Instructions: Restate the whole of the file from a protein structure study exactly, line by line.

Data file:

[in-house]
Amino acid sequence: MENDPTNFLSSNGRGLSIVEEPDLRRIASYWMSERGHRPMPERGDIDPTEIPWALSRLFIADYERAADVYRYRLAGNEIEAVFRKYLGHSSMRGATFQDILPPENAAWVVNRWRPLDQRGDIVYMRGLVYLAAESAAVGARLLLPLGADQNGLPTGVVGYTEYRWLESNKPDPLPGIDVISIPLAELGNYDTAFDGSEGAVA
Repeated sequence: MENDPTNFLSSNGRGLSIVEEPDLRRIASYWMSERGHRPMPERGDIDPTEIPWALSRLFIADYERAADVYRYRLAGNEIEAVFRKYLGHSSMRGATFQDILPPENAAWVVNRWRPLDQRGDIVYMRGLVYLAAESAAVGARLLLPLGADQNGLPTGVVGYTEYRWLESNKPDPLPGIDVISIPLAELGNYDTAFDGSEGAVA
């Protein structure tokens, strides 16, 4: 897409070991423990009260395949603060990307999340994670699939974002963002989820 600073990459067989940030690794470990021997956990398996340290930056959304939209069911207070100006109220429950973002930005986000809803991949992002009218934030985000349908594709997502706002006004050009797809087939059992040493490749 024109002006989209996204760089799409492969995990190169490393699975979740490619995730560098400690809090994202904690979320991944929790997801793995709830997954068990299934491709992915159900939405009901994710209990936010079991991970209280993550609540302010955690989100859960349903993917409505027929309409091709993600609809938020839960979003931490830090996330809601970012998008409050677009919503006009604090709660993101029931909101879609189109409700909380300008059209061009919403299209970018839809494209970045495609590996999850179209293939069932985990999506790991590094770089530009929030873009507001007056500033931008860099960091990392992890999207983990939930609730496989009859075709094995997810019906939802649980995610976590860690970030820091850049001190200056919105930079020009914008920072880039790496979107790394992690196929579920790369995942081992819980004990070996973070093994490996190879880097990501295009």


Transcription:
[in-house]
Amino acid sequence: MENDPTNFLSSNGRGLSIVEEPDLRRIASYWMSERGHRPMPERGDIDPTEIPWALSRLFIADYERAADVYRYRLAGNEIEAVFRKYLGHSSMRGATFQDILPPENAAWVVNRWRPLDQRGDIVYMRGLVYLAAESAAVGARLLLPLGADQNGLPTGVVGYTEYRWLESNKPDPLPGIDVISIPLAELGNYDTAFDGSEGAVA
Repeated sequence: MENDPTNFLSSNGRGLSIVEEPDLRRIASYWMSERGHRPMPERGDIDPTEIPWALSRLFIADYERAADVYRYRLAGNEIEAVFRKYLGHSSMRGATFQDILPPENAAWVVNRWRPLDQRGDIVYMRGLVYLAAESAAVGARLLLPLGADQNGLPTGVVGYTEYRWLESNKPDPLPGIDVISIPLAELGNYDTAFDGSEGAVA
């Protein structure tokens, strides 16, 4: 897409070991423990009260395949603060990307999340994670699939974002963002989820 600073990459067989940030690794470990021997956990398996340290930056959304939209069911207070100006109220429950973002930005986000809803991949992002009218934030985000349908594709997502706002006004050009797809087939059992040493490749 024109002006989209996204760089799409492969995990190169490393699975979740490619995730560098400690809090994202904690979320991944929790997801793995709830997954068990299934491709992915159900939405009901994710209990936010079991991970209280993550609540302010955690989100859960349903993917409505027929309409091709993600609809938020839960979003931490830090996330809601970012998008409050677009919503006009604090709660993101029931909101879609189109409700909380300008059209061009919403299209970018839809494209970045495609590996999850179209293939069932985990999506790991590094770089530009929030873009507001007056500033931008860099960091990392992890999207983990939930609730496989009859075709094995997810019906939802649980995610976590860690970030820091850049001190200056919105930079020009914008920072880039790496979107790394992690196929579920790369995942081992819980004990070996973070093994490996190879880097990501295009």